Grandin has always been a brilliant historian; now he uses his detective skills in a book that is absolutely crucial to understanding our present.--Naomi Klein, author of No Logo
The British and Roman empires are often invoked as precedents to the Bush administration's aggressive foreign policy. But America's imperial identity was actually shaped much closer to home. In a brilliant excavation of long-obscured history, Empire's Workshop
shows how Latin America has functioned as a proving ground for American strategies and tactics overseas. Historian Greg Grandin follows the United States' imperial operations from Jefferson's aspirations for an empire of liberty in Cuba and Spanish Florida to Reagan's support for brutally oppressive but U.S.-friendly regimes in Central America. He traces the origins of Bush's current policies back to Latin America, where many of the administration's leading lights first embraced the deployment of military power to advance free market economics and enlisted the evangelical movement in support of their ventures.
With much of Latin America now in open rebellion against U.S. domination, Grandin asks: If Washington failed to bring prosperity and democracy to Latin America--its own backyard workshop--what are the chances it will do so for the world?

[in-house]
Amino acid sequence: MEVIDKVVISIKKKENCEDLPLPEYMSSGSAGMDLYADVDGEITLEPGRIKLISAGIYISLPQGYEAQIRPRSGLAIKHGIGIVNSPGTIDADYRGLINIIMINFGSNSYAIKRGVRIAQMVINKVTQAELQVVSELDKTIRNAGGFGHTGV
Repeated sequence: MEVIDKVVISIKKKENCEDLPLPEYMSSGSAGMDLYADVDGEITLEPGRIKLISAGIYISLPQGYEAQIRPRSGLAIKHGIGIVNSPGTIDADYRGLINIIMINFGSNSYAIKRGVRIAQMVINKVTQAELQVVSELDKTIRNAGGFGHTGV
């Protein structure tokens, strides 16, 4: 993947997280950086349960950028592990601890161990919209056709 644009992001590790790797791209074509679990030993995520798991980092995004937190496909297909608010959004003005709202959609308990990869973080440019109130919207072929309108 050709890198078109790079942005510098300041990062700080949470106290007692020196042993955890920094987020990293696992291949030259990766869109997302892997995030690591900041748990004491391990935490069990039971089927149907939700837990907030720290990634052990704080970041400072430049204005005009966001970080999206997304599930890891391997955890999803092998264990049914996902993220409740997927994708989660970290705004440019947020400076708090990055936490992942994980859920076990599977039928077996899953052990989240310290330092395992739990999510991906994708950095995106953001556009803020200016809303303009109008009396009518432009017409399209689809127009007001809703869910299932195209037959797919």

About the Author
Greg Grandin is the author of The End of the Myth, which won the Pulitzer Prize, and Fordlandia, a finalist for the Pulitzer Prize, the National Book Award, and the National Book Critics Circle Award. His widely acclaimed books also include The Last Colonial Massacre, Kissinger's Shadow, and The Empire of Necessity, which won the Bancroft and Beveridge awards in American history. He isPeter V. and C. Van Woodward Professor of History at Yale University.
"The Americans who engineered countless military coups, death squads and massacres in Latin America never paid for their crimes -- instead they got promoted and they're now running the 'War on Terror.' Grandin had always been a brilliant historian, now he uses those detective skills in a book that is absolutely crucial to understanding our present." --Naomi Klein, author of No Logo
"Greg Grandin knows the history of modern Guatemala better than anybody else in the world outside of that country-and therefore understands the nature of U.S. attitudes and action toward Latin America at their most disturbing. This grants him keen insight into the manic ferocity behind U.S. imperialism across the globe today, which he describes in fine, rich, vivid, bitter detail. Grandin also shrewdly observes that the outrages possible in little U.S. neo-colonies are not so easy to accomplish on a grand scale. His admirable book deserves many, many serious readers." --John Womack, Robert Woods Bliss Professor of Latin American History and Economics, Harvard University and author of Zapata